Diablo 3 is approaching its third birthday in May and to celebrate, Blizzard is bringing back additional monetization in the form of microtransactions. Blizzard made the announcement on the Patch 2.2.0 forums. The details are below.
- A new currency called "Platinum."
- Timed experience boosts.
- New cosmetic items including wings, non-combat pets, and character portraits.
- References to stash space and character slot expansions.
- A new UI interface that references the above information.
These new updates will only apply to the Windows and Mac versions of Diablo 3, leaving the console versions in their current UI layout.
Reintroducing Diablo 3 to an added layer of microtransactions has caused the normal divisiveness you would expect on gaming forums such as NeoGaf as well as Blizzard's own forums. The memory of the disastrous Auction House still lingers in players' memories.
Diablo 3's Auction House was an experiment by Blizzard to give gamers the ability to trade items looted and crafted in an official space rather than on eBay or other online sites, which was the case for Diablo 2. Players could sell and buy using the in-game currency or with their country's respective currency. The loot system in Diablo 3 forced many players to turn to the AH in order to obtain the gear that would allow them to survive in the more demanding playthroughs of the game. The Inquisitr detailed this dark side in a previous piece, which you can read here.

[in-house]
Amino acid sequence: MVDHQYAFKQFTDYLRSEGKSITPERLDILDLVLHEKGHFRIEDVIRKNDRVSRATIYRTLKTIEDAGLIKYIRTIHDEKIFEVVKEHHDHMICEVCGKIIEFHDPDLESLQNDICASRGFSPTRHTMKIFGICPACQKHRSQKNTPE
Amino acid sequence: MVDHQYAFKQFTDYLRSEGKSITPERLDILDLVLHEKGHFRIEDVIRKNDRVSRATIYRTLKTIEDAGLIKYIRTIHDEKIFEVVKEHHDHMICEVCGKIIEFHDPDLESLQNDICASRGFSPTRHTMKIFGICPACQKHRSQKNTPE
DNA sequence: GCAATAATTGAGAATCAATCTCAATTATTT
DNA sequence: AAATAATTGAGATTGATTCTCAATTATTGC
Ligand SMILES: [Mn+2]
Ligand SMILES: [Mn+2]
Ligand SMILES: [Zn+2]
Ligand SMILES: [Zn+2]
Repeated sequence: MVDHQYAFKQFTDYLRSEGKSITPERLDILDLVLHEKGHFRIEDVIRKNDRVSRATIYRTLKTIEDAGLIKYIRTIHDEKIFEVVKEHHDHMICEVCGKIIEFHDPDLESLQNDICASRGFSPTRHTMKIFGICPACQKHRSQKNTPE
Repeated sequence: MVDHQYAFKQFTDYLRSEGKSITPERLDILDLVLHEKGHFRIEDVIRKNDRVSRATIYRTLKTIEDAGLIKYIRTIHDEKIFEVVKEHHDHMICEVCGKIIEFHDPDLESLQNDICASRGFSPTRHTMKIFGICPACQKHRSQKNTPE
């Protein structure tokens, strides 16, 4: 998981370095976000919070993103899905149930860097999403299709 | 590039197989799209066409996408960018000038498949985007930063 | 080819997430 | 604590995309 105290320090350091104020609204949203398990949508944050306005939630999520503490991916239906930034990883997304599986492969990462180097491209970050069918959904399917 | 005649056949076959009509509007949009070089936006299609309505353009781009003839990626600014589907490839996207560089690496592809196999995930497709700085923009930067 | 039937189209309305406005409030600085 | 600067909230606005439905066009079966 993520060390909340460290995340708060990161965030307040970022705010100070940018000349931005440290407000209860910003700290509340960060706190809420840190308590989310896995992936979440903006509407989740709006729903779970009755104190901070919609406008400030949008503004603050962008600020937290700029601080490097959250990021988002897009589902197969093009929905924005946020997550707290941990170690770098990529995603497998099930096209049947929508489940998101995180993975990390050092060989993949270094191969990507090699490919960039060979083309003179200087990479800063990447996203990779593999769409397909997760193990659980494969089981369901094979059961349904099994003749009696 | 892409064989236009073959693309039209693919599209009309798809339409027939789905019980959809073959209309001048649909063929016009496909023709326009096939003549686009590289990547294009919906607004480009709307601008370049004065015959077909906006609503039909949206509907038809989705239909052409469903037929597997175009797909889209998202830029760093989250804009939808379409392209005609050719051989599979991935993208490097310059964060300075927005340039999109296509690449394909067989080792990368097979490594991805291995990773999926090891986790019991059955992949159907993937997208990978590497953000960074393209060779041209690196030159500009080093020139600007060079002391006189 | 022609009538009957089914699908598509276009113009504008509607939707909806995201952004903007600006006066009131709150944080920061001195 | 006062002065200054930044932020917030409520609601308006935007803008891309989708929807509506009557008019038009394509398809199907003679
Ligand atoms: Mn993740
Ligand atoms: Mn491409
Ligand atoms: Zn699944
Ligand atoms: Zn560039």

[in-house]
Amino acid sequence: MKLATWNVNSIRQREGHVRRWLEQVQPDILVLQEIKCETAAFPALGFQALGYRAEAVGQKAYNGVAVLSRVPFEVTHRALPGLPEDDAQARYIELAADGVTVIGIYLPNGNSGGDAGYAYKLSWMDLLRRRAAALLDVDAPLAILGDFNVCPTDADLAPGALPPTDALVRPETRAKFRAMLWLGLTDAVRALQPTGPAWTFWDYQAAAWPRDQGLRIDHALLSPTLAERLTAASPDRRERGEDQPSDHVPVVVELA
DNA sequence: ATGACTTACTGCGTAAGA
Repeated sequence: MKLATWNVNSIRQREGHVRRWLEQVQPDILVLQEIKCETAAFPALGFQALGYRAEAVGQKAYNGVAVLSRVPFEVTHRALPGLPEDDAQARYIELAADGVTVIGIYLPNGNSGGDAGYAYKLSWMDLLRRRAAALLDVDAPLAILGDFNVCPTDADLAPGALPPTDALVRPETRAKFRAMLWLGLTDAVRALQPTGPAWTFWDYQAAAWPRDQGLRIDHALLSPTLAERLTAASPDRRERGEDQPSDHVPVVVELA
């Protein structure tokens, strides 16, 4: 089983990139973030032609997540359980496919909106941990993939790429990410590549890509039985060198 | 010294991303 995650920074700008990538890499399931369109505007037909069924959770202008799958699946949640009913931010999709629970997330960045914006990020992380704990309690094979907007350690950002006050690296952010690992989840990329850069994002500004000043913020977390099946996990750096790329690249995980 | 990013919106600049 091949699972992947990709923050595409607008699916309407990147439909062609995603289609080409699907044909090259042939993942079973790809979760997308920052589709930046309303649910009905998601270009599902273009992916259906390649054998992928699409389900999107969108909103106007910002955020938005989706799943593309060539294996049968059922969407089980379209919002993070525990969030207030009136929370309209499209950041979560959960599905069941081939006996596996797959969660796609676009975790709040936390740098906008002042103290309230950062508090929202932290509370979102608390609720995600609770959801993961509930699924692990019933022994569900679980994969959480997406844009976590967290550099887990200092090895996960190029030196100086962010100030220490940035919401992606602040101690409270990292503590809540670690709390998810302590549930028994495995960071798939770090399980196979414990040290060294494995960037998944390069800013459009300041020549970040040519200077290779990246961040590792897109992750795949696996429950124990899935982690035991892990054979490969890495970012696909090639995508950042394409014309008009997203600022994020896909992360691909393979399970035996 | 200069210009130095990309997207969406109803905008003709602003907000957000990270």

Many gamers held that this went against the tradition and appeal of Diablo's grind in the hopes of finding that one loot drop that would make their character a powerful force. By the time the console versions of Diablo 3 arrived, the Auction House had been slated for closure and the loot tables redone so that the "sweet loot" would be readily available in game rather than in an online shop.
However, the constant demand of profitability is giving rise to the microtransactions, which will make its debut in the 2.2.0 patch for Diablo 3. Like many free to play games, the "Platinum" being sold for real world currency will give many boosts and cosmetic changes. As Forbes noted, the interesting part of the announcement is that Blizzard detailed which regions it was NOT coming to, rather than what regions will receive the changes. The Americas and Europe are not receiving the micro transaction implementing, which leaves Asia. The Asian market is known for its extreme profitability for microtransactions in their games, most notably the many MMOs that are available.
Diablo 3 is also very old in terms of game longevity. AAA releases for both consoles and PC tend to have lifespans of months, in which purchased copies of the game make up the bulk of sales. After that, publishers rarely see continued profit and things like multi-player servers are turned off and online integration with apps are left to die. Blizzard games are unique in that they have a very large and dedicated fan base, as well as updates to games that are nearly 10 years old. The idea of adding an additional revenue stream for the legions of owners of Diablo 3 is an understandable one, but microtransactions can be abused and, with the bitter taste of the Auction House still in some players' mouths, it's on Blizzard to prove that it can introduce a system like this without alienating their base of fans.